Through most of my life, the city of Asbury Park wasn’t much of a concern. It was a rundown square mile with a bad reputation for drugs and crime. I avoided going there if I could. In all my summers working for the Monmouth County Mosquito Extermination Commission, we never had a job there. I guess the mosquitos stayed away as well.
So why am I writing about it now. Well, my wife Christine lived there until 1989. It was her childhood home, and on Christmas Day, she learned that the houses on that block had been bulldozed in the name of redevelopment. We stopped by there the next day to see for ourselves. Christine got out of the car to look around, and I gazed across the street at the abandoned, boarded-up hotel that looked in desperate need of the wrecking ball, and I asked about it later. Turns out the Metropolitan Hotel used to be a pretty nice place back in its day.
|Then…||… and now.|
Since then, I’m felt very saddened by what has happened to Asbury Park. It used to be THE place to go during the summer on the Jersey Shore. Ever seen the first few minutes of the Robert DeNiro movie City by the Sea? All the images of a packed beach and crowded boardwalk? That WAS Asbury Park (and no, I don’t mean that representative of what Asbury Park was like, those are actual images). Ever seen the rest of City by the Sea? That IS Asbury Park (AP was the main shooting location for the movie).
So what happened? Well, the Star-Ledger published a story on May 22, 1994 which stated:
“Whatever could go wrong in Asbury Park, did. The locals rioted. The upper class bolted. The economy crashed. The working class ran out of work and became the welfare class. The mental patients and druggies moved in. So did the prostitutes.
“The city gave away too much in a desperate attempt to secure developers who promised too much and went bankrupt. The only construction accomplished after nearly a decade of effort was either torched or halted mid-way.”
Apparently you can trace the fall of Asbury Park to 10 days of race riots in July of 1970. After that, the well-to-do moved away and a lot of the homes that vacated were handed to families on welfare. Slowly but surely, people stopped going to the Asbury Park boardwalk, instead opting for locations such as Seaside Heights (approximately 20 miles away) or Long Beach Island (40 miles away). Some of the once-popular attractions closed down, such as Palace Amusements in 1988 (on its 100th anniversary, no less). And because developer Joseph Carabetta convinced a federal bankruptcy judge to bar Asbury Park from reclaiming the redevelopment rights, those and other structures fell into more than 10 years of neglect and disrepair. In 2004, Palace Amusements was demolished, but not before the ever-smiling face of Tillie was removed from the wall.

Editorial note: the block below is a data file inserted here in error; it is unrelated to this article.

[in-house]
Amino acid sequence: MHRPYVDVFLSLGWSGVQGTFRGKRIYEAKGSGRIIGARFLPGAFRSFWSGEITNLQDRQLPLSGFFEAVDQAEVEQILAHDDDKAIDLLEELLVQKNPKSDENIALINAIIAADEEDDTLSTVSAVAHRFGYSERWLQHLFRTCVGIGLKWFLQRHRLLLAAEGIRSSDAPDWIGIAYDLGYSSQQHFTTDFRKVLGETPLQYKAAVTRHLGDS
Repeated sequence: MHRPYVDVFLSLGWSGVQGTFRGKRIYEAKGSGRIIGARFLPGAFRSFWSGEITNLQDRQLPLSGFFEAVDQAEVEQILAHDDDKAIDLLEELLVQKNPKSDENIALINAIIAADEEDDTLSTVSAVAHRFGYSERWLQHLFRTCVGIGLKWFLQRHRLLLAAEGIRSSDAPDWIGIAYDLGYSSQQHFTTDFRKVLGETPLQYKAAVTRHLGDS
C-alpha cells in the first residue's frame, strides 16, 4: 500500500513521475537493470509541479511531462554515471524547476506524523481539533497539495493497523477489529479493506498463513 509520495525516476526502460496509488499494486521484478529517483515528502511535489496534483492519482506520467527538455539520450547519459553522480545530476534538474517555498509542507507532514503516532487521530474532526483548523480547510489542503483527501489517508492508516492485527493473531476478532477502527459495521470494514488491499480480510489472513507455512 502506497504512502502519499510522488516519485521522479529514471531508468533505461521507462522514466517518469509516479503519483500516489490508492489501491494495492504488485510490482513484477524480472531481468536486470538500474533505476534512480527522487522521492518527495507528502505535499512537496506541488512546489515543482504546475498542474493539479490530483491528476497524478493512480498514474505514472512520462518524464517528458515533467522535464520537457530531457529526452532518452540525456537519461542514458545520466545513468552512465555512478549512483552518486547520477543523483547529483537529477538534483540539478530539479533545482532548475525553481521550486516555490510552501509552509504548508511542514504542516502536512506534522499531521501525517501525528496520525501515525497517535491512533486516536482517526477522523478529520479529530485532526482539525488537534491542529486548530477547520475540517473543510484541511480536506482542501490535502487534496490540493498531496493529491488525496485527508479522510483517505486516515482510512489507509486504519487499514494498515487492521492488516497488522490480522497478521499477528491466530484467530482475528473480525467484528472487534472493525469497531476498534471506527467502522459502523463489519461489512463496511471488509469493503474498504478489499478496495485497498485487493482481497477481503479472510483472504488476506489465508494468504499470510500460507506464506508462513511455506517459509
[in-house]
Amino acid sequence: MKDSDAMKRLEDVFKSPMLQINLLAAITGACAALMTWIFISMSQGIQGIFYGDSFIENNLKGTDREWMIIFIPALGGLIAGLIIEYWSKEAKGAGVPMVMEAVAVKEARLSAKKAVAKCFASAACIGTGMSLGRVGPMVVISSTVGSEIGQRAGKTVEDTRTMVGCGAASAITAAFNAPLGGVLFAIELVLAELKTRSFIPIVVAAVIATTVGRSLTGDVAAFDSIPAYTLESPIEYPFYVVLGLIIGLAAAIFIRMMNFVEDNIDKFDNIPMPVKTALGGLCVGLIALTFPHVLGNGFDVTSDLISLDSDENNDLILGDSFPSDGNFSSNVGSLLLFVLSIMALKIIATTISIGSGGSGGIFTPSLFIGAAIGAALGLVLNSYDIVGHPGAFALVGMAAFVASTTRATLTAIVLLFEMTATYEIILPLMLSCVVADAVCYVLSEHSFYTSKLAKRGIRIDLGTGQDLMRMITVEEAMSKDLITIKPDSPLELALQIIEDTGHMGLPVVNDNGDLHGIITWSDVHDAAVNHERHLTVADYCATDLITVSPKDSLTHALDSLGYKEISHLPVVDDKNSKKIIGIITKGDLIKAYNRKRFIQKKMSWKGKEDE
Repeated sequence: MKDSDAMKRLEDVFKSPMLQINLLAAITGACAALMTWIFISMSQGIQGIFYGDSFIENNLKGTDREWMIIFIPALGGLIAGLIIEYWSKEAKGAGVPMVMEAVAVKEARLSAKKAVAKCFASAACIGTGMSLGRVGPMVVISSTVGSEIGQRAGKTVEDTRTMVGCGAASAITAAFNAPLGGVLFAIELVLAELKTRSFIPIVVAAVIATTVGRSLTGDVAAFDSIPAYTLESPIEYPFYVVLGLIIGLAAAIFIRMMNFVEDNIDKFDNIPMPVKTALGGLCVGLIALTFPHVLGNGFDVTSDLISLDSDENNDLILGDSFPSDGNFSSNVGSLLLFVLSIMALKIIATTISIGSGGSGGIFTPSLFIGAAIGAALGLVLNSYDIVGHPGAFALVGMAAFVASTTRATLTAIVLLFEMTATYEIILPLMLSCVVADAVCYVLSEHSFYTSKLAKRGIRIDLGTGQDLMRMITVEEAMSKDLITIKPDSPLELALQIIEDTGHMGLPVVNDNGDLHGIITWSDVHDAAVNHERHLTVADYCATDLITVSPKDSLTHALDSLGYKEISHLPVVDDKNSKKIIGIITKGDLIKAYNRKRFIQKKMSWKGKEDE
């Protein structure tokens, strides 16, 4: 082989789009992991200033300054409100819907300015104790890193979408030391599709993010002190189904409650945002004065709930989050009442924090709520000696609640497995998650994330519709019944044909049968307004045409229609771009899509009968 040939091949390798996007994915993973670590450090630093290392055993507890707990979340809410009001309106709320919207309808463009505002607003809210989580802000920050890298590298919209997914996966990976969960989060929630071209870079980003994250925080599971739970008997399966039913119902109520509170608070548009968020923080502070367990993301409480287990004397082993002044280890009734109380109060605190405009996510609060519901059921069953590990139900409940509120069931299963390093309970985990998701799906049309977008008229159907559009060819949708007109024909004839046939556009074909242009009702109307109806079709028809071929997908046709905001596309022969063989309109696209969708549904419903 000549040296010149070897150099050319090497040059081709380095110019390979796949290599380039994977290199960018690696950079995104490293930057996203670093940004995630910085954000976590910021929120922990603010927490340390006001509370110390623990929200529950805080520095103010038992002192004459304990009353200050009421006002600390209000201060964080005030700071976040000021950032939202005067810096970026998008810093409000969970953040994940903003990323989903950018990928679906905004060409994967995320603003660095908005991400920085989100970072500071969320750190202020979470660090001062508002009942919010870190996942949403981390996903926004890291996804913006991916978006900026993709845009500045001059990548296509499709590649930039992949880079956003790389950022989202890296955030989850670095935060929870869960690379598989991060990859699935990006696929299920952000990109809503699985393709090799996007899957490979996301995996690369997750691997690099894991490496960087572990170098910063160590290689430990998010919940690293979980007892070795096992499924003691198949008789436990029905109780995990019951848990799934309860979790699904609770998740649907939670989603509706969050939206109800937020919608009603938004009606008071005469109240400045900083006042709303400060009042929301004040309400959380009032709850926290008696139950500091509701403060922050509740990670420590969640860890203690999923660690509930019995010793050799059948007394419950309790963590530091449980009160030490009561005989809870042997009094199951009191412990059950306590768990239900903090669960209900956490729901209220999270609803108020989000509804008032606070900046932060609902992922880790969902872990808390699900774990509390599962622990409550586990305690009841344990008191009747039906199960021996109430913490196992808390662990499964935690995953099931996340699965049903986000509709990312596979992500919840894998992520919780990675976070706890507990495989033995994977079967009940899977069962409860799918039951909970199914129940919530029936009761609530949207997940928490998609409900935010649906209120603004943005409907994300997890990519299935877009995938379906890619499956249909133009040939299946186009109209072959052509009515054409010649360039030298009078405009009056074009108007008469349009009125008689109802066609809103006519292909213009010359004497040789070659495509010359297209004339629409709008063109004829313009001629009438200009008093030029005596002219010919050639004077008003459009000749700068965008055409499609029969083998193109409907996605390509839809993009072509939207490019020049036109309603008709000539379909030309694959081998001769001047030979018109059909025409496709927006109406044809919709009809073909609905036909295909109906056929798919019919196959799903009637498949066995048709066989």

Asbury Park is the hometown of former WWF wrestler Bam Bam Bigalow. It has been heavily associated with the career of Bruce Springsteen, aka The Boss. His debut album in 1973 was titled, “Greetings from Asbury Park, N.J.” His song “My Hometown” from his 1984 album Born in the U.S.A., talks about a home that strongly resembles Asbury Park.
I was eight years old and running with a dime in my hand
Into the bus stop to pick up a paper for my old man
I’d sit on his lap in that big old Buick and steer as we drove through town
He’d tousle my hair and say son take a good look around this is your hometown
This is your hometown
This is your hometown
This is your hometown
In ’65 tension was running high at my high school
There was a lot of fights between the black and white
There was nothing you could do
Two cars at a light on a Saturday night in the back seat there was a gun
Words were passed in a shotgun blast
Troubled times had come to my hometown
Now Main Street’s whitewashed windows and vacant stores
Seems like there ain’t nobody wants to come down here no more
They’re closing down the textile mill across the railroad tracks
Foreman says these jobs are going boys and they ain’t coming back to your
Last night me and Kate we laid in bed
talking about getting out
Packing up our bags maybe heading south
I’m thirty-five we got a boy of our own now
Last night I sat him up behind the wheel and said son take a good look around, this is your hometown
There is an ongoing attempt to redevelop Asbury Park by a group known as Asbury Partners, Inc., which paid Carabetta almost $7 million for the waterfront development rights in 2001. The destruction of my wife’s childhood home is evidence of that. There are all these plans and blueprints, hopes and dreams. Construction is starting, condominiums are being built near the boardwalk. But who will live in them? By this point, has Asbury Park’s reputation and image been sullied enough that people aren’t going to come back? Are families really going to descend on the the Asbury Park boardwalk for a day of fun and sun? I guess the developers are banking on people coming back, and families exploring the scene. Personally, I think it will all be too little, too late. The redevelopment might make Asbury Park look nicer, and it could give the city more life than it’s seen in 30 years, but the soul of once-proclaimed “Jewel of the Jersey Shore” has been permanently stained.
The Golden Age of Asbury City is long past gone, and it’s never coming back. And that is sad.